We need a time of reckoning. Drug addiction in many destructive and menacing forms has a steely grip on our culture and in spite of brief moments of rising up to beat it back, the battle rages. Many people believe we are still losing and it is difficult to argue the fact, especially in light of so many high-profile deaths, untold numbers of “everyday” tragedies, and near constant media stories and medical studies.
One relatively recent incident was the sudden death of rapper Mac Miller in September of 2018, which sparked a long-needed conversation about current society’s views on addiction and its recovery. Miller’s death by accidental overdose came on the heels of pop star Demi Lovato’s highly publicized overdose and interestingly inspired a wave of support for rehabilitation efforts. Let’s step back a moment and review addiction in its basic form.
What is addiction?
In short, addiction is a beast; an unfathomably strong, invisible entity that alters chemical and structural components of the brain with the single goal to use more drugs. That urge in many cases is impossible to resist and only higher and more frequent volume quenches the thirst. Think of addiction like a street bully that doesn’t play fair, sneaking up and invading your life with a soulless force that can shatter your entire world, knocking down those around you along the way.
Addiction brings with it often debilitating challenges and many who stand up to fight it might gain a step here and there but more often than not simply find themselves mired in an eternal battle. After her overdose, Lovato described addiction as an “illness that is not something that disappears or fades with time.” She is spot on, as addiction in its own right takes over your life but it doesn’t end there. Addicts with the strength to overcome the initial fight almost always face a secondary battle in the form of relapse, which flings people right back to the starting line and a new host of physical and mental challenges.
Do we really understand addiction?
In large part, the answer is no. The medical world is rife with incredibly thorough studies and work by wildly talented experts continues every single day, but society as a whole needs to better comprehend addiction, recovery, and the treatment required.
Tops on the list of reactionary and largely uninformed beliefs and opinions around addiction and suicide is that they are selfish acts; that people who die of an overdose or take their own life are thinking of no one else and committing the ultimate act of selfishness. Indeed, the online comment world buzzed with people outright blaming Miller’s death on his own self-centered desires. What was sorely missing from those opinions then and still today is that selfishness absolutely cannot be blamed and in fact, portrays addiction as simply a battle of personal willpower.
It’s not about being “internally strong enough” to fight against addiction or say no to it in the first place. As mentioned earlier, addiction is a brain disorder; a disease fueled by a society’s failure to recognize the demands of recovery.
Don’t make addiction recovery a silent, lonely event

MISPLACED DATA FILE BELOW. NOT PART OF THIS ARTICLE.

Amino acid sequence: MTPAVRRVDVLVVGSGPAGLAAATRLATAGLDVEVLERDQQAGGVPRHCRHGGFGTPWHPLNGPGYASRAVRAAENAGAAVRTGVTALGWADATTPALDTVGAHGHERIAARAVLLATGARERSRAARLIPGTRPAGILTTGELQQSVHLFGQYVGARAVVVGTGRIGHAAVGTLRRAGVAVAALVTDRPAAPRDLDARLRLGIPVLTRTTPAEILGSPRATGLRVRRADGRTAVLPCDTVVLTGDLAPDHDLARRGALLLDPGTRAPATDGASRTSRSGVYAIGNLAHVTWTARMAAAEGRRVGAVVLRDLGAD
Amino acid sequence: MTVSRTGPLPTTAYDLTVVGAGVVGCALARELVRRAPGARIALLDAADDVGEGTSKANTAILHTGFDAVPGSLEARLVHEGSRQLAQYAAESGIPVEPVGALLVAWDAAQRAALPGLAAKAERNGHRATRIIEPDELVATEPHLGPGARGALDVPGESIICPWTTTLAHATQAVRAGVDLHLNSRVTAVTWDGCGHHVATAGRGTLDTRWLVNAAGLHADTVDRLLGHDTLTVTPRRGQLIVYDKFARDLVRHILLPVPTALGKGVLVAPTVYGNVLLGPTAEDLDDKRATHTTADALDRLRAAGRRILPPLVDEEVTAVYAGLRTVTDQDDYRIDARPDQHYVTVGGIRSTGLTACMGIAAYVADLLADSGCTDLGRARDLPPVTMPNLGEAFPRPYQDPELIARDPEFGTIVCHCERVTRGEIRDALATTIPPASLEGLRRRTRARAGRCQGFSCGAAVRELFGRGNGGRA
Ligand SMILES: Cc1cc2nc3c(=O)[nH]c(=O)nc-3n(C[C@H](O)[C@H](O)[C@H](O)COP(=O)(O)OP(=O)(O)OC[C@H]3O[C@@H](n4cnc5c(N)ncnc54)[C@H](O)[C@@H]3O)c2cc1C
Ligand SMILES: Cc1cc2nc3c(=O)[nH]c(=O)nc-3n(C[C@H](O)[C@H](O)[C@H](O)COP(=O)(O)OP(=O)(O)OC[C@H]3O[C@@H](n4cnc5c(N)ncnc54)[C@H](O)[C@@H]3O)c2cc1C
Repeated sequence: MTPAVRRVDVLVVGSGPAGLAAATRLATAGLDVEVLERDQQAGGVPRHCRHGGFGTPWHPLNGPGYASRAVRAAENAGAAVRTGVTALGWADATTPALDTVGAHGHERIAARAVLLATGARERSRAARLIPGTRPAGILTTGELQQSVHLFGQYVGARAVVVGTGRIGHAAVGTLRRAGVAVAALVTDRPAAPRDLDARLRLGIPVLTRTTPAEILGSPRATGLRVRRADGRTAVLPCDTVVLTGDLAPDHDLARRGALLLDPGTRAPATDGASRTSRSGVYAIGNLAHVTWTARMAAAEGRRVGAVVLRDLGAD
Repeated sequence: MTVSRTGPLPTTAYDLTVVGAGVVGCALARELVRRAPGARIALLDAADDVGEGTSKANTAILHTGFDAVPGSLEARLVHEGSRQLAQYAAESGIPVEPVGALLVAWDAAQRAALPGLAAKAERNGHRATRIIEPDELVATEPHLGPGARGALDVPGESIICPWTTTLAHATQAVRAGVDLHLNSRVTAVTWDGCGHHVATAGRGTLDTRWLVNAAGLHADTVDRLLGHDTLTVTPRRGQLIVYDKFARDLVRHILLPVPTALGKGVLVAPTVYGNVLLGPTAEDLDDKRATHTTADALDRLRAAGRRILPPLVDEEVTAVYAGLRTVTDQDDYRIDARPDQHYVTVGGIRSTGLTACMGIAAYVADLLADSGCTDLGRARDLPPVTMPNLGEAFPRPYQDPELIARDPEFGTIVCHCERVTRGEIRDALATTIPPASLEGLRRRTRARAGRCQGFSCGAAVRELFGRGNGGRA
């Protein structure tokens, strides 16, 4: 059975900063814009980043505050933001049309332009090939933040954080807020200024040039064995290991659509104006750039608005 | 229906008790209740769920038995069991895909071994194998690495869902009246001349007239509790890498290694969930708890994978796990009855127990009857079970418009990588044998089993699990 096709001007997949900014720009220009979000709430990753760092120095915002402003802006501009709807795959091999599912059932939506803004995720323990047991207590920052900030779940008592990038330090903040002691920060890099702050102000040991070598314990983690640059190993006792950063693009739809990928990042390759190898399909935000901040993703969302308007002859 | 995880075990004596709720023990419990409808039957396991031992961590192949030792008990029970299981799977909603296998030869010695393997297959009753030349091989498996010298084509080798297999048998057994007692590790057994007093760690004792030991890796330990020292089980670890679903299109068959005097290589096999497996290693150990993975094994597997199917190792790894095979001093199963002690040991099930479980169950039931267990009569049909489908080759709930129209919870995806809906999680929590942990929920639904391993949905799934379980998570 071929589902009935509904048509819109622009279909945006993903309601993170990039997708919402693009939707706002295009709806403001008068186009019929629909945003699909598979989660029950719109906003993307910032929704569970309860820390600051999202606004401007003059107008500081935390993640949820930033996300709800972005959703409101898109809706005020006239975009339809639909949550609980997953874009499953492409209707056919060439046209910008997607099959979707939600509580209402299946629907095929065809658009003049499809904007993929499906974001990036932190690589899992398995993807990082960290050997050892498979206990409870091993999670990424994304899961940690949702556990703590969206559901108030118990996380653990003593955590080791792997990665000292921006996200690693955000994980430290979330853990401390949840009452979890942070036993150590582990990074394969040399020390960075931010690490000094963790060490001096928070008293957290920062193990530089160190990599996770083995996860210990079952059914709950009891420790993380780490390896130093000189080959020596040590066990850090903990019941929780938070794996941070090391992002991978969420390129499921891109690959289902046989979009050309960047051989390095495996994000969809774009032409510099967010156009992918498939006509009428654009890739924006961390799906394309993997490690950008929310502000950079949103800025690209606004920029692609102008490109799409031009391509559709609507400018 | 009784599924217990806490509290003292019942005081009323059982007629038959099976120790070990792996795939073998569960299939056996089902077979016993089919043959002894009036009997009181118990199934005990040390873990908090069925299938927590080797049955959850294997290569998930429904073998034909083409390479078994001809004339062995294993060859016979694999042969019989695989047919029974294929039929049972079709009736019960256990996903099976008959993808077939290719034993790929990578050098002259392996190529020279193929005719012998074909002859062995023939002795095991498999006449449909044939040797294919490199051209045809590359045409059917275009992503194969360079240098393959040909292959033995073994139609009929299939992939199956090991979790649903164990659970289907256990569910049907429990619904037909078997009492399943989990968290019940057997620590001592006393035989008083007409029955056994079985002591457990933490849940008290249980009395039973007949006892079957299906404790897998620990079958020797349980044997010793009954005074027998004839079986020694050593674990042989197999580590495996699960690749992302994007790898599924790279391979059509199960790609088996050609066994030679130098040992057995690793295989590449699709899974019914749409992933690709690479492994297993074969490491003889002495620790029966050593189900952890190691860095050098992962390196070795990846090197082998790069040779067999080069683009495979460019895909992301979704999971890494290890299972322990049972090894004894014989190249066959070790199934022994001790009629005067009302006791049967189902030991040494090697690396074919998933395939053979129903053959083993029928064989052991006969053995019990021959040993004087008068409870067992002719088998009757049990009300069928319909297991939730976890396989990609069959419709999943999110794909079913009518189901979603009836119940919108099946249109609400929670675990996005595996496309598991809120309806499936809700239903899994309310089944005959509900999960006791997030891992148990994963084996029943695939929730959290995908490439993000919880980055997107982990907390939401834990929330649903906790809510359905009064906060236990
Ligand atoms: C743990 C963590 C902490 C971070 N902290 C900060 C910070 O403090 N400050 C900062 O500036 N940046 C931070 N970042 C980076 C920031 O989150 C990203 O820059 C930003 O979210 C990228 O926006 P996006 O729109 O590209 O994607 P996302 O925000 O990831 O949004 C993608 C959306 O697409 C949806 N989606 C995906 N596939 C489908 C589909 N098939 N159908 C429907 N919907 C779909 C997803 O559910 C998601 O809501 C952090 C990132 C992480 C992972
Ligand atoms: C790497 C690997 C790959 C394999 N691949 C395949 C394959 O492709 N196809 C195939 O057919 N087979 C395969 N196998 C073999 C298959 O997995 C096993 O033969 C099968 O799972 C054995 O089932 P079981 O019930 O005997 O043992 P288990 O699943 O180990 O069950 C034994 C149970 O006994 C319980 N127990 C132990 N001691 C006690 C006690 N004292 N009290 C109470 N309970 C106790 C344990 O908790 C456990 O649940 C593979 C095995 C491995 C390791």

In spite of being sometimes heralded, revered, or at least celebrated in “party-speak” lyrics; drugs ruin lives. And those on the receiving end often endure the suffering on their own. Famous rap and pop stars may strut about on stage talking tough, but many of them go home to fight the disease on their own in deafening silence and loneliness. This is often a deliberate and personal decision in an attempt to keep their struggles private from the prying outside world, but that rarely succeeds. Insatiably curious fans and rapid paparazzi and other newshounds always seem to discover the next headline-making life disaster and in the process, further cement addiction’s reputation as an evil sin instead of a legitimate health issue that can be addressed and treated like more “acceptable” diseases such as cancer or diabetes or depression.
All this does is add to the struggle people face when trying to secure the people and tools they need to recover. Pop singer Arianna Grande was Miller’s girlfriend prior to his death and endured an onslaught of negative comments and shaming messages surrounding Miller’s addiction. Publicly reviled and blamed for his death, Grande eventually spoke out about the issue with a very resounding statement: “I have cared for him and tried to support his sobriety and prayed for his balance for years but shaming and blaming women for a man’s inability to keep his s**t together is a very major problem.”
Her statement raises a very important point that there remains a prevalent temptation to blame those surrounding a victim of addiction instead of offering compassion and help to recover. Some in the volatile world of hip-hop stardom recognize the issue, including Miller’s compatriot Macklemore, who had his own substance abuse struggles and said, “We shared the same disease. A disease that is out to kill us and when left untreated eventually will.”
Mac Miller was 26 years old. His songs’ lyrics celebrated a fun, party lifestyle but failing to see through the addiction high life only enhances its ensuing loneliness. Addressing this problem means we must understand that the music industry is an incubator of addiction and substance abuse and expects artists to behave at a certain “bad-boy” level. Normalization of the behavior must be replaced with understanding.